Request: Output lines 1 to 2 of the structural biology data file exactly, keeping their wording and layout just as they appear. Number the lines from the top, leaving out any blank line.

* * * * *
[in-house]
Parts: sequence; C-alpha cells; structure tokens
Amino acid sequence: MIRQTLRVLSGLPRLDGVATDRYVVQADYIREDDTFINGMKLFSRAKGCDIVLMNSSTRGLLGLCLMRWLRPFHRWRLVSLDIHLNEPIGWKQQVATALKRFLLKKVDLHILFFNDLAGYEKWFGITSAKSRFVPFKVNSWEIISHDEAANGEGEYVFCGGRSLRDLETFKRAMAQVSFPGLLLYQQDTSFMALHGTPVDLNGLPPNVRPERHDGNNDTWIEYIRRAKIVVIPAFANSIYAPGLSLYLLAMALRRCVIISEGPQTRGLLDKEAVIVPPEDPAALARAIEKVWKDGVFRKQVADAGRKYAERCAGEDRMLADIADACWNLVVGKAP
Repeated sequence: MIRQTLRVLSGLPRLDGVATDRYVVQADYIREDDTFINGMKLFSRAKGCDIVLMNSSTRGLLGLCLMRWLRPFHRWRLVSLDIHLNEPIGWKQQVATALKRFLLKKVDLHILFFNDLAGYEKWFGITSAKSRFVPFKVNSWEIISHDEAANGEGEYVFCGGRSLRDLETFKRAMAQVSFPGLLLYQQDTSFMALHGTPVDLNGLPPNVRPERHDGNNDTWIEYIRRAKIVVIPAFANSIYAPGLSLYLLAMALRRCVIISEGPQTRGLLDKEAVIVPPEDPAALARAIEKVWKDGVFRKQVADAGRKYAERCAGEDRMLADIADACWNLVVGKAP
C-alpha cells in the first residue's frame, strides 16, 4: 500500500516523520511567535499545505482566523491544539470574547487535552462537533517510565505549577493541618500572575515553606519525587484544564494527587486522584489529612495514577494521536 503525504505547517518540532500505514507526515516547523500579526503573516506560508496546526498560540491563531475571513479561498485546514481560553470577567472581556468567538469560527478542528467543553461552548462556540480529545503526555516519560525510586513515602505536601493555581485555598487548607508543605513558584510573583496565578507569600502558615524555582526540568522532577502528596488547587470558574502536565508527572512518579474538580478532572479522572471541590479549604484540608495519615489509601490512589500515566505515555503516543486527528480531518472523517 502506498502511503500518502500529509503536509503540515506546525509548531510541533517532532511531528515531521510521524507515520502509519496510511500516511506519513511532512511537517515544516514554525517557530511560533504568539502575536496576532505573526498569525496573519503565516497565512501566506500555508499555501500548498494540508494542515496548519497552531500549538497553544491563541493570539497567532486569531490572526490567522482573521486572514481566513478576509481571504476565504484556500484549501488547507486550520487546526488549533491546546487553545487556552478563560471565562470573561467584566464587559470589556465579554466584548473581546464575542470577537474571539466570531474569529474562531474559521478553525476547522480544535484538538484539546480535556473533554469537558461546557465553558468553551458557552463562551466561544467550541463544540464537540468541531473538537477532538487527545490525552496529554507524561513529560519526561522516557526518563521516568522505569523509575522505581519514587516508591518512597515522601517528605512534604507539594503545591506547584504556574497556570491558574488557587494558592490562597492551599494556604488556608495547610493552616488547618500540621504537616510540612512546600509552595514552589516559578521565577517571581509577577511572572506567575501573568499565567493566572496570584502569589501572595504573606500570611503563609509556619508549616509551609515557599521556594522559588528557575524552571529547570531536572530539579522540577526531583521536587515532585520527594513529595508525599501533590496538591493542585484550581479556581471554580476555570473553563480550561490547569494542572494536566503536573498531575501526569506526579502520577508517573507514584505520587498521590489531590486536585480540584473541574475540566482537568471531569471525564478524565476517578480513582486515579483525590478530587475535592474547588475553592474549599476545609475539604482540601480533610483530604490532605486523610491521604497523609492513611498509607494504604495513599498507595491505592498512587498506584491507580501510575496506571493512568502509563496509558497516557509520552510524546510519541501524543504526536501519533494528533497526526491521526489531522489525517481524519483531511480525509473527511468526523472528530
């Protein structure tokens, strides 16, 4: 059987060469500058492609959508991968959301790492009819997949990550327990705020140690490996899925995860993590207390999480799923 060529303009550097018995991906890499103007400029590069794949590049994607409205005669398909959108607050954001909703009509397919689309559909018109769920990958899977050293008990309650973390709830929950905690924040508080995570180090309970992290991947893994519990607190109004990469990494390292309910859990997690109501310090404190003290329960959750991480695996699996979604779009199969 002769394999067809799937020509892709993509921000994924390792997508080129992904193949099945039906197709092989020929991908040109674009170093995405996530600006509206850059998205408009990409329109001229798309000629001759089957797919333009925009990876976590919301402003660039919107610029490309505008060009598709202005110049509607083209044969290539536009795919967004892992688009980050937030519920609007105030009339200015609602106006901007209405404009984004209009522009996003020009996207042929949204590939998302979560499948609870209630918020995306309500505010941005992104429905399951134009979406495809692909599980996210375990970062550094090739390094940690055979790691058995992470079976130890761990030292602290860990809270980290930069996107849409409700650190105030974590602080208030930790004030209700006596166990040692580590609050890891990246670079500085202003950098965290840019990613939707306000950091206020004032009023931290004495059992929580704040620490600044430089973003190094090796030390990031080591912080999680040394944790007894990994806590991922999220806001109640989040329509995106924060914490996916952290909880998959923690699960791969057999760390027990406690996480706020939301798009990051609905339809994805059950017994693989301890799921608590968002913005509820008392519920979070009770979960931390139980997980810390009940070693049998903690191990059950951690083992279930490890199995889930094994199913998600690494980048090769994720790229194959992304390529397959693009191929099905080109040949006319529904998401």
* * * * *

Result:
[in-house]
Parts: sequence; C-alpha cells; structure tokens